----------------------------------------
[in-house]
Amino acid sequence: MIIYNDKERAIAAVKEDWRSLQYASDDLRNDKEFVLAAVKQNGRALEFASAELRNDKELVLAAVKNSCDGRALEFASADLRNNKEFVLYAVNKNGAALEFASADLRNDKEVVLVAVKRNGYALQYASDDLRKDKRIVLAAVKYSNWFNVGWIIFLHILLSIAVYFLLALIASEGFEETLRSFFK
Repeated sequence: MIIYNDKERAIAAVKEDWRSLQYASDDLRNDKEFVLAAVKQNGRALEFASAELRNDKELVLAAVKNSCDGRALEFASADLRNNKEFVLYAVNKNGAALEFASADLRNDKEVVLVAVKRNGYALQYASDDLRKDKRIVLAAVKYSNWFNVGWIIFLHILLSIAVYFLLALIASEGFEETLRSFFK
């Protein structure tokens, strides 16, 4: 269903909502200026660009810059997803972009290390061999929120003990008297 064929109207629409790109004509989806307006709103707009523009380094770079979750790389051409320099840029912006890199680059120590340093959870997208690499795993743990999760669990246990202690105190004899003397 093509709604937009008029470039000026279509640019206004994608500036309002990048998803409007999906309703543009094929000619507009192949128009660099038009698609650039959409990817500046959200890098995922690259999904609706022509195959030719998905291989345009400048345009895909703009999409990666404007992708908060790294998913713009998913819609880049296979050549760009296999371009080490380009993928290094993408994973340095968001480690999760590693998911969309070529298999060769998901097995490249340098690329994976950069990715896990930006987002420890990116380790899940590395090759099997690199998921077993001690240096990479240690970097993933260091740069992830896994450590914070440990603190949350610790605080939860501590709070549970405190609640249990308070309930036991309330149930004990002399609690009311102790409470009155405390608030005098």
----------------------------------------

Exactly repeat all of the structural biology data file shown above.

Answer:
[in-house]
Amino acid sequence: MIIYNDKERAIAAVKEDWRSLQYASDDLRNDKEFVLAAVKQNGRALEFASAELRNDKELVLAAVKNSCDGRALEFASADLRNNKEFVLYAVNKNGAALEFASADLRNDKEVVLVAVKRNGYALQYASDDLRKDKRIVLAAVKYSNWFNVGWIIFLHILLSIAVYFLLALIASEGFEETLRSFFK
Repeated sequence: MIIYNDKERAIAAVKEDWRSLQYASDDLRNDKEFVLAAVKQNGRALEFASAELRNDKELVLAAVKNSCDGRALEFASADLRNNKEFVLYAVNKNGAALEFASADLRNDKEVVLVAVKRNGYALQYASDDLRKDKRIVLAAVKYSNWFNVGWIIFLHILLSIAVYFLLALIASEGFEETLRSFFK
């Protein structure tokens, strides 16, 4: 269903909502200026660009810059997803972009290390061999929120003990008297 064929109207629409790109004509989806307006709103707009523009380094770079979750790389051409320099840029912006890199680059120590340093959870997208690499795993743990999760669990246990202690105190004899003397 093509709604937009008029470039000026279509640019206004994608500036309002990048998803409007999906309703543009094929000619507009192949128009660099038009698609650039959409990817500046959200890098995922690259999904609706022509195959030719998905291989345009400048345009895909703009999409990666404007992708908060790294998913713009998913819609880049296979050549760009296999371009080490380009993928290094993408994973340095968001480690999760590693998911969309070529298999060769998901097995490249340098690329994976950069990715896990930006987002420890990116380790899940590395090759099997690199998921077993001690240096990479240690970097993933260091740069992830896994450590914070440990603190949350610790605080939860501590709070549970405190609640249990308070309930036991309330149930004990002399609690009311102790409470009155405390608030005098």